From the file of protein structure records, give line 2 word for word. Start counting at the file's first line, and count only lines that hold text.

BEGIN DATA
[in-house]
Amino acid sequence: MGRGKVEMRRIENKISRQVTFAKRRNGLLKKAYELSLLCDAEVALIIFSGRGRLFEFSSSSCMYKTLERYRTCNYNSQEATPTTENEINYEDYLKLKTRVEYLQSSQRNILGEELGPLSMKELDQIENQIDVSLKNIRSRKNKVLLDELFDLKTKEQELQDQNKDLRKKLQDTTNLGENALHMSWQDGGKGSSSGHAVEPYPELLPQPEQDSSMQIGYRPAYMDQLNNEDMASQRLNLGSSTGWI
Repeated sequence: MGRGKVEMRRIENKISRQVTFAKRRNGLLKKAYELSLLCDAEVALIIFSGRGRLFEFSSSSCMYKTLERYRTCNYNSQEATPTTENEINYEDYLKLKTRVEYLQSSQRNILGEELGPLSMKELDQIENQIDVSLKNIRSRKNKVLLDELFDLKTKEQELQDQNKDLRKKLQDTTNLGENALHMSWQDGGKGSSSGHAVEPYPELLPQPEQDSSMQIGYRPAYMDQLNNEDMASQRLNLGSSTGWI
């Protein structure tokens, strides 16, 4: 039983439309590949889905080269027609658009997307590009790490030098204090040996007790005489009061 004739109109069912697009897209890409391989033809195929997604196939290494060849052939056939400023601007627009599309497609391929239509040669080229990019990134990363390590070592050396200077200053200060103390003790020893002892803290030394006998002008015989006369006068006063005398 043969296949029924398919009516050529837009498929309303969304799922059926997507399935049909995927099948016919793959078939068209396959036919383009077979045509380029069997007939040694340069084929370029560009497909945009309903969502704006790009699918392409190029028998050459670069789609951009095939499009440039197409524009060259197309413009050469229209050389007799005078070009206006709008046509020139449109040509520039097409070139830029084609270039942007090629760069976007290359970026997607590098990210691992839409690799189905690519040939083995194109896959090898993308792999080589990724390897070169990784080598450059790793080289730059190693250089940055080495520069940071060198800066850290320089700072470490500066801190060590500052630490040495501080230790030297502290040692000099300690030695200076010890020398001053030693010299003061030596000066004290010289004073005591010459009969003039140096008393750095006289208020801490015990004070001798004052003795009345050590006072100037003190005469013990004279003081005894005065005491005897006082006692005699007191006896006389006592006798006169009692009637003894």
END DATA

Amino acid sequence: MGRGKVEMRRIENKISRQVTFAKRRNGLLKKAYELSLLCDAEVALIIFSGRGRLFEFSSSSCMYKTLERYRTCNYNSQEATPTTENEINYEDYLKLKTRVEYLQSSQRNILGEELGPLSMKELDQIENQIDVSLKNIRSRKNKVLLDELFDLKTKEQELQDQNKDLRKKLQDTTNLGENALHMSWQDGGKGSSSGHAVEPYPELLPQPEQDSSMQIGYRPAYMDQLNNEDMASQRLNLGSSTGWI